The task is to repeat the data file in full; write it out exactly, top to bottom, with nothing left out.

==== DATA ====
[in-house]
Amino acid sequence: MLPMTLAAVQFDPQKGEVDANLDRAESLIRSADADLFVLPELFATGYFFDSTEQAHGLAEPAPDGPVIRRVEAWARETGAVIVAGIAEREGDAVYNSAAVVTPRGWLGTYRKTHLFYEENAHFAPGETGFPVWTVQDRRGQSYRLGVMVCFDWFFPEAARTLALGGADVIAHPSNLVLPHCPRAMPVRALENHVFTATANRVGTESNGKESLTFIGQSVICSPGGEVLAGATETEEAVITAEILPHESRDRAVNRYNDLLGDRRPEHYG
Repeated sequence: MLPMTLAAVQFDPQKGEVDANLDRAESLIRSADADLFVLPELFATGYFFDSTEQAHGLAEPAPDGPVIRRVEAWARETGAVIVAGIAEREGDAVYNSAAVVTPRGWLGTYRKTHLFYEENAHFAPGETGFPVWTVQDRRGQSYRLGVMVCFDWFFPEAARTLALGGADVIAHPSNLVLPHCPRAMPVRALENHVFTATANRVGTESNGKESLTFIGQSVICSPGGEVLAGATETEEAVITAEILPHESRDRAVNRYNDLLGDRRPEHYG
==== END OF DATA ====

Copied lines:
[in-house]
Amino acid sequence: MLPMTLAAVQFDPQKGEVDANLDRAESLIRSADADLFVLPELFATGYFFDSTEQAHGLAEPAPDGPVIRRVEAWARETGAVIVAGIAEREGDAVYNSAAVVTPRGWLGTYRKTHLFYEENAHFAPGETGFPVWTVQDRRGQSYRLGVMVCFDWFFPEAARTLALGGADVIAHPSNLVLPHCPRAMPVRALENHVFTATANRVGTESNGKESLTFIGQSVICSPGGEVLAGATETEEAVITAEILPHESRDRAVNRYNDLLGDRRPEHYG
Repeated sequence: MLPMTLAAVQFDPQKGEVDANLDRAESLIRSADADLFVLPELFATGYFFDSTEQAHGLAEPAPDGPVIRRVEAWARETGAVIVAGIAEREGDAVYNSAAVVTPRGWLGTYRKTHLFYEENAHFAPGETGFPVWTVQDRRGQSYRLGVMVCFDWFFPEAARTLALGGADVIAHPSNLVLPHCPRAMPVRALENHVFTATANRVGTESNGKESLTFIGQSVICSPGGEVLAGATETEEAVITAEILPHESRDRAVNRYNDLLGDRRPEHYG